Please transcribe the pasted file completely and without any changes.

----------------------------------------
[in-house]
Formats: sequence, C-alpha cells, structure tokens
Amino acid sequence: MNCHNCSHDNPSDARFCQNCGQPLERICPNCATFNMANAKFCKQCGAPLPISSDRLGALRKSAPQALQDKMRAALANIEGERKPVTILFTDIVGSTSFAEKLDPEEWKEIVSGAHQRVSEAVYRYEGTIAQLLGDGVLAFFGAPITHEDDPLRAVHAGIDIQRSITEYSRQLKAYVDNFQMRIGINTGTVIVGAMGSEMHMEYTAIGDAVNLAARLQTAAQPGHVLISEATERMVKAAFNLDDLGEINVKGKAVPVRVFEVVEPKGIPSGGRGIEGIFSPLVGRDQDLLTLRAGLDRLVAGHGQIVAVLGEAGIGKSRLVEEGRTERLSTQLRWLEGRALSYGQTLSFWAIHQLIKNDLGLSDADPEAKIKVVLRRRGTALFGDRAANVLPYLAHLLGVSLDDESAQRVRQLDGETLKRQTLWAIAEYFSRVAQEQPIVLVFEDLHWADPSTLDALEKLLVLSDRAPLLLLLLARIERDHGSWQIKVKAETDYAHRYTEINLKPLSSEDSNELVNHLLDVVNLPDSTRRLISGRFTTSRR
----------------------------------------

[in-house]
Formats: sequence, C-alpha cells, structure tokens
Amino acid sequence: MNCHNCSHDNPSDARFCQNCGQPLERICPNCATFNMANAKFCKQCGAPLPISSDRLGALRKSAPQALQDKMRAALANIEGERKPVTILFTDIVGSTSFAEKLDPEEWKEIVSGAHQRVSEAVYRYEGTIAQLLGDGVLAFFGAPITHEDDPLRAVHAGIDIQRSITEYSRQLKAYVDNFQMRIGINTGTVIVGAMGSEMHMEYTAIGDAVNLAARLQTAAQPGHVLISEATERMVKAAFNLDDLGEINVKGKAVPVRVFEVVEPKGIPSGGRGIEGIFSPLVGRDQDLLTLRAGLDRLVAGHGQIVAVLGEAGIGKSRLVEEGRTERLSTQLRWLEGRALSYGQTLSFWAIHQLIKNDLGLSDADPEAKIKVVLRRRGTALFGDRAANVLPYLAHLLGVSLDDESAQRVRQLDGETLKRQTLWAIAEYFSRVAQEQPIVLVFEDLHWADPSTLDALEKLLVLSDRAPLLLLLLARIERDHGSWQIKVKAETDYAHRYTEINLKPLSSEDSNELVNHLLDVVNLPDSTRRLISGRFTTSRR